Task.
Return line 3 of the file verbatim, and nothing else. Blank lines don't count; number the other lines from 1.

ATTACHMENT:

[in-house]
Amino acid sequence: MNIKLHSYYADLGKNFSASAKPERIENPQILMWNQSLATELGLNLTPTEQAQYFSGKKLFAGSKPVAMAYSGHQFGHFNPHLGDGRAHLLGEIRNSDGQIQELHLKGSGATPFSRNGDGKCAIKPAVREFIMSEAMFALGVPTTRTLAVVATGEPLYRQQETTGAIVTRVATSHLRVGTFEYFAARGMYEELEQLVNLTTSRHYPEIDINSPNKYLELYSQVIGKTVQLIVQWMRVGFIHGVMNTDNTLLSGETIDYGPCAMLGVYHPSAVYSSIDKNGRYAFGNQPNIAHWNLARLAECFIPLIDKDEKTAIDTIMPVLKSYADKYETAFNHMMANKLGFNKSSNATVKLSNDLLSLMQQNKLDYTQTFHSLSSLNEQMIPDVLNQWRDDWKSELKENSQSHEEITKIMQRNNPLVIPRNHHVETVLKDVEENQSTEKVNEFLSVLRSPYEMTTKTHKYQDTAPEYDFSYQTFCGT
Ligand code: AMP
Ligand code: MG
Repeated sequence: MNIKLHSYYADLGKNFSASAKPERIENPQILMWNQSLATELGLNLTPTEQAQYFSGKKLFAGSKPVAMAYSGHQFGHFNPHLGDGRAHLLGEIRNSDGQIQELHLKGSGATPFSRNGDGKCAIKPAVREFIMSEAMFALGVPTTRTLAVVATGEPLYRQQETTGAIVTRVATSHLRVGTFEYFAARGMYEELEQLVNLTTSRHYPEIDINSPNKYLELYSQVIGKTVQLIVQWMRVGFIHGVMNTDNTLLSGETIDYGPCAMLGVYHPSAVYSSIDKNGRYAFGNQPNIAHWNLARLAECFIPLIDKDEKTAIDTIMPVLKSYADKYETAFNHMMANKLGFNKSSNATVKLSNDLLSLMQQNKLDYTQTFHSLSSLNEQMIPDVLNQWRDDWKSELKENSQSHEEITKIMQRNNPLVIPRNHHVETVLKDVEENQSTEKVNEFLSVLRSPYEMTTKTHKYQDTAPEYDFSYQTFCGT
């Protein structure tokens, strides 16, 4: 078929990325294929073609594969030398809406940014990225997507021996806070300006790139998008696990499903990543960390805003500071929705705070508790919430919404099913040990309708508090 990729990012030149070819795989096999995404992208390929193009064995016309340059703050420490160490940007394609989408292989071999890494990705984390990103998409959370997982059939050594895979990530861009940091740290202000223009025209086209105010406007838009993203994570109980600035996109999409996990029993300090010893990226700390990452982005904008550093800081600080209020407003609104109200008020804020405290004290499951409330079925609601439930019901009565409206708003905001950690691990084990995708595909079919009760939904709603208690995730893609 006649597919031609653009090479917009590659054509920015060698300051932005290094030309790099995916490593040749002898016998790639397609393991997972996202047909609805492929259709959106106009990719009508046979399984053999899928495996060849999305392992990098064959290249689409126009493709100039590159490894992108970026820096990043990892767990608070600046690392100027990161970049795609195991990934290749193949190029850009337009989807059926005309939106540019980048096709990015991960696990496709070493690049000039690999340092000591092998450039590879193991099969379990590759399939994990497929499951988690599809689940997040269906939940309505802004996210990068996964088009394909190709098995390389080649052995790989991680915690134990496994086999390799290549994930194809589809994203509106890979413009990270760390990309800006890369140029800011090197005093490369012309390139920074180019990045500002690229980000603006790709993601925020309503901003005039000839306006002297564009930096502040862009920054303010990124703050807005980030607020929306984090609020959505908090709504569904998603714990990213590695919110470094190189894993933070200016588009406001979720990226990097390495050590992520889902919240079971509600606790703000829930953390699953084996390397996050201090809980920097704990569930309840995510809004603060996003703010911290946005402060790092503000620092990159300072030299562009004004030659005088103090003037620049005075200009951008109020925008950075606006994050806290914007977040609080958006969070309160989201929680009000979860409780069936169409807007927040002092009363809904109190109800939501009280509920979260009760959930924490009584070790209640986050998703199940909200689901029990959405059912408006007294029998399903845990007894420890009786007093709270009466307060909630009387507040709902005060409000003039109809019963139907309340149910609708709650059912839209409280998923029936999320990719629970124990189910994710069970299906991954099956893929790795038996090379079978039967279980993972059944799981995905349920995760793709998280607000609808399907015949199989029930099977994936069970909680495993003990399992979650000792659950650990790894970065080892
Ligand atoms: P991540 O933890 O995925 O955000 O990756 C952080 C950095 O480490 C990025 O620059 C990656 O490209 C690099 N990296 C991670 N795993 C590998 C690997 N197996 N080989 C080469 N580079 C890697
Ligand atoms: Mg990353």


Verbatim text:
Ligand code: AMP